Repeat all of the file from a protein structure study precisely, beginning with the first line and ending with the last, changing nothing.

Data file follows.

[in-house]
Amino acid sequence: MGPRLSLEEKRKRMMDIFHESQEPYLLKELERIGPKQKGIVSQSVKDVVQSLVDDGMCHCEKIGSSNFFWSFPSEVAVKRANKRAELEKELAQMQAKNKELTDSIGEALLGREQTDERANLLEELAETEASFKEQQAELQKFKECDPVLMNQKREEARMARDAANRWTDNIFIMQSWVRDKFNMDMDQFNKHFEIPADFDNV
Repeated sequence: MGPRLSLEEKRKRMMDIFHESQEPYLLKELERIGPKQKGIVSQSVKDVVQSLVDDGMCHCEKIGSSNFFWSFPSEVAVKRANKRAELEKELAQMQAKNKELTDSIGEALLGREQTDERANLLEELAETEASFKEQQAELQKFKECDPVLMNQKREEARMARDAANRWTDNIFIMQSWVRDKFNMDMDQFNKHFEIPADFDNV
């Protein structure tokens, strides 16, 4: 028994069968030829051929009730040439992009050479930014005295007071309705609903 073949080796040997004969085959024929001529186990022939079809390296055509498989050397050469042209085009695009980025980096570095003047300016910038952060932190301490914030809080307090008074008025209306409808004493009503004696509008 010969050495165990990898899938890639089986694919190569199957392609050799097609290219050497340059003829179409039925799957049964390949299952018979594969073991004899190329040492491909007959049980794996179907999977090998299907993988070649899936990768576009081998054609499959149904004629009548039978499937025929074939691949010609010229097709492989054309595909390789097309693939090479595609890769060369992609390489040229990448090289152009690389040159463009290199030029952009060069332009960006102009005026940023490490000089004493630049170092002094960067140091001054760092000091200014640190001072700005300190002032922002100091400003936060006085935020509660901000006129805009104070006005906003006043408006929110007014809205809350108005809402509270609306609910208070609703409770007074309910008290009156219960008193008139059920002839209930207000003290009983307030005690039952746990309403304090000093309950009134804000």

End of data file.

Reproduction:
[in-house]
Amino acid sequence: MGPRLSLEEKRKRMMDIFHESQEPYLLKELERIGPKQKGIVSQSVKDVVQSLVDDGMCHCEKIGSSNFFWSFPSEVAVKRANKRAELEKELAQMQAKNKELTDSIGEALLGREQTDERANLLEELAETEASFKEQQAELQKFKECDPVLMNQKREEARMARDAANRWTDNIFIMQSWVRDKFNMDMDQFNKHFEIPADFDNV
Repeated sequence: MGPRLSLEEKRKRMMDIFHESQEPYLLKELERIGPKQKGIVSQSVKDVVQSLVDDGMCHCEKIGSSNFFWSFPSEVAVKRANKRAELEKELAQMQAKNKELTDSIGEALLGREQTDERANLLEELAETEASFKEQQAELQKFKECDPVLMNQKREEARMARDAANRWTDNIFIMQSWVRDKFNMDMDQFNKHFEIPADFDNV
């Protein structure tokens, strides 16, 4: 028994069968030829051929009730040439992009050479930014005295007071309705609903 073949080796040997004969085959024929001529186990022939079809390296055509498989050397050469042209085009695009980025980096570095003047300016910038952060932190301490914030809080307090008074008025209306409808004493009503004696509008 010969050495165990990898899938890639089986694919190569199957392609050799097609290219050497340059003829179409039925799957049964390949299952018979594969073991004899190329040492491909007959049980794996179907999977090998299907993988070649899936990768576009081998054609499959149904004629009548039978499937025929074939691949010609010229097709492989054309595909390789097309693939090479595609890769060369992609390489040229990448090289152009690389040159463009290199030029952009060069332009960006102009005026940023490490000089004493630049170092002094960067140091001054760092000091200014640190001072700005300190002032922002100091400003936060006085935020509660901000006129805009104070006005906003006043408006929110007014809205809350108005809402509270609306609910208070609703409770007074309910008290009156219960008193008139059920002839209930207000003290009983307030005690039952746990309403304090000093309950009134804000």